[00:40:45.52] spk_0:
Anything else, Carrie, you wanna, uh, you wanna leave us with could be, could be outside the five days of awesome fundraising if, if you like anything. Uh, um,

[00:41:15.80] spk_2:
yeah, I say, you know, now is really the best time to shore up some of those good fundraising practices to really um take time to say, ok, what am I doing right now? Have I done a good job of, you know, accounting for the donations people have given to me. Have I taken time to say thank you. Um And that was a really good time to really assess that and make up for a backlog if you haven’t before we get ready for that year end fundraising. So that will help your organization stand out in your supporters’ minds when it’s, when it’s time to ask again. But I think now is a very important time to really make sure that you’re aligned for all that’s ahead in the coming months.

[00:41:40.81] spk_0:
Kara Ger with A P, not with A B No, she’s the uh fundraising coach for donor box. You’ll find her on linkedin. You’ll find the company, of course, you know, because uh they’re graciously sponsoring nonprofit radio, you know, that the company is at donor Boxx dot org. Kara, thank you very much. For sharing. Thanks so much.

[00:42:08.78] spk_2:
Oh, it’s been such a pleasure, tony. Thanks so much for having me next week.

[00:42:15.72] spk_1:
We don’t know, but it’ll be a good one. If you missed any part of this week’s show,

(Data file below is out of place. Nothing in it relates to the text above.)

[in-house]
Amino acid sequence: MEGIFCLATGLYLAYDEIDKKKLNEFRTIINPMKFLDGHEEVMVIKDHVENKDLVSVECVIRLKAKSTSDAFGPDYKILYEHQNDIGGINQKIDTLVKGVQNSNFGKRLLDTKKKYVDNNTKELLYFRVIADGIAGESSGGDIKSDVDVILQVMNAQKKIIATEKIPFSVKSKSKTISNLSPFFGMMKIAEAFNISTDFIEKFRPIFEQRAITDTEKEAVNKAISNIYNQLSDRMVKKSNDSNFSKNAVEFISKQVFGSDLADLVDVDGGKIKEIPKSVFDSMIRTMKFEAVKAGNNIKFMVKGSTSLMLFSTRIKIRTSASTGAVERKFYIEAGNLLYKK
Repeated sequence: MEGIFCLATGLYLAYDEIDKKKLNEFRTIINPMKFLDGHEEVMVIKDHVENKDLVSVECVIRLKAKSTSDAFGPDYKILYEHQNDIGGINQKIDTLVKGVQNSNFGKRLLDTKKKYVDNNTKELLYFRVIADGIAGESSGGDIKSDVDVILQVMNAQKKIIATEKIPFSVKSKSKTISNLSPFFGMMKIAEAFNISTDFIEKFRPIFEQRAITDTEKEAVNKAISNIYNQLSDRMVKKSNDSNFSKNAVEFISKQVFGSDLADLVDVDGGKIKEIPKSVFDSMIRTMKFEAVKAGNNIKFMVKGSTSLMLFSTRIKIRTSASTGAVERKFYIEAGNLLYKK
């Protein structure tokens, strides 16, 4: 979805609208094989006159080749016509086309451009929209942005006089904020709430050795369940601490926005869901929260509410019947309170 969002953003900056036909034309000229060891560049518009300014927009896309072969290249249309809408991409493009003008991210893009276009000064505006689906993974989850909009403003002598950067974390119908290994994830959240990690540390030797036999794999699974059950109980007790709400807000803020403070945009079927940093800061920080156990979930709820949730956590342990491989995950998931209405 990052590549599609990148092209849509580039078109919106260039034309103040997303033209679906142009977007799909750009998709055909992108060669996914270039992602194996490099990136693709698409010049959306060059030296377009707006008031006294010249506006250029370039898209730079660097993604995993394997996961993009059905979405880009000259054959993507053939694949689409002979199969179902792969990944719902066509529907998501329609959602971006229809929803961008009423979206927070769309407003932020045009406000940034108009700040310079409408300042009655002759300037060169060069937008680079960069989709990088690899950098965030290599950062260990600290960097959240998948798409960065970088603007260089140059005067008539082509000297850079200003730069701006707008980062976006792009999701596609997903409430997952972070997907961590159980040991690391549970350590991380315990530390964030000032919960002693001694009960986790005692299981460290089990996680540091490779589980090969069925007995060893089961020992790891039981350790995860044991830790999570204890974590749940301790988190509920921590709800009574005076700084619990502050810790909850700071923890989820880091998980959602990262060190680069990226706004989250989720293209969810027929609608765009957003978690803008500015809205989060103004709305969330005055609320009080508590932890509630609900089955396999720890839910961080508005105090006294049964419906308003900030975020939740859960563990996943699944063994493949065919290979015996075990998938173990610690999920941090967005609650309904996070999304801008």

[00:42:19.01] spk_0:
I’d beit, you find it at tony-martignetti dot com.

[00:42:31.82] spk_1:
Were sponsored by donor box. Outdated donation forms blocking your supporters, generosity, donor box, fast, flexible and friendly fundraising forms for your nonprofit donor Boxx dot org. I love

[00:42:40.97] spk_0:
that alliteration. And by the way, when I said tough, I didn’t mean tough for you to say I meant too bad. You gotta say it

[00:43:03.87] spk_1:
too bad yet to say. Try to say it five times fast, fast, flexible and friendly fundraising for, for your nonprofit. Our train is Claire Myer. I’m your associate producer, Kate martignetti. The show social media is by Susan Chavez. Mark Silverman is our web guy and this music is like Scott Stein.

[00:43:24.35] spk_0:
Thank you for that affirmation. Scottie be with us next week for nonprofit radio. Big nonprofit ideas for the other 95% go out and be great.

Nonprofit Radio for June 20, 2014: The Logic Model & User Personas

Big Nonprofit Ideas for the Other 95%

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Cindy Gibson: The Logic Model

Cindy Gibson
Cindy Gibson

Cindy Gibson, our grants fundraising contributor and principal of Cynthesis Consulting, goes into detail on this visual depiction of your outcomes and why funders are increasingly asking for it. And what’s the Theory of Change got to do with it? These annoy many grantseekers, but we’ll put your mind to rest. df



Debra Sharp: User Personas

Me with Debra Sharp
Me with Debra Sharp

What is a persona? Why are these fictitious people important to your website? How do you build them? Debra Sharp is digital director at Manifest Communications and we talked at the Nonprofit Technology Conference (NTC).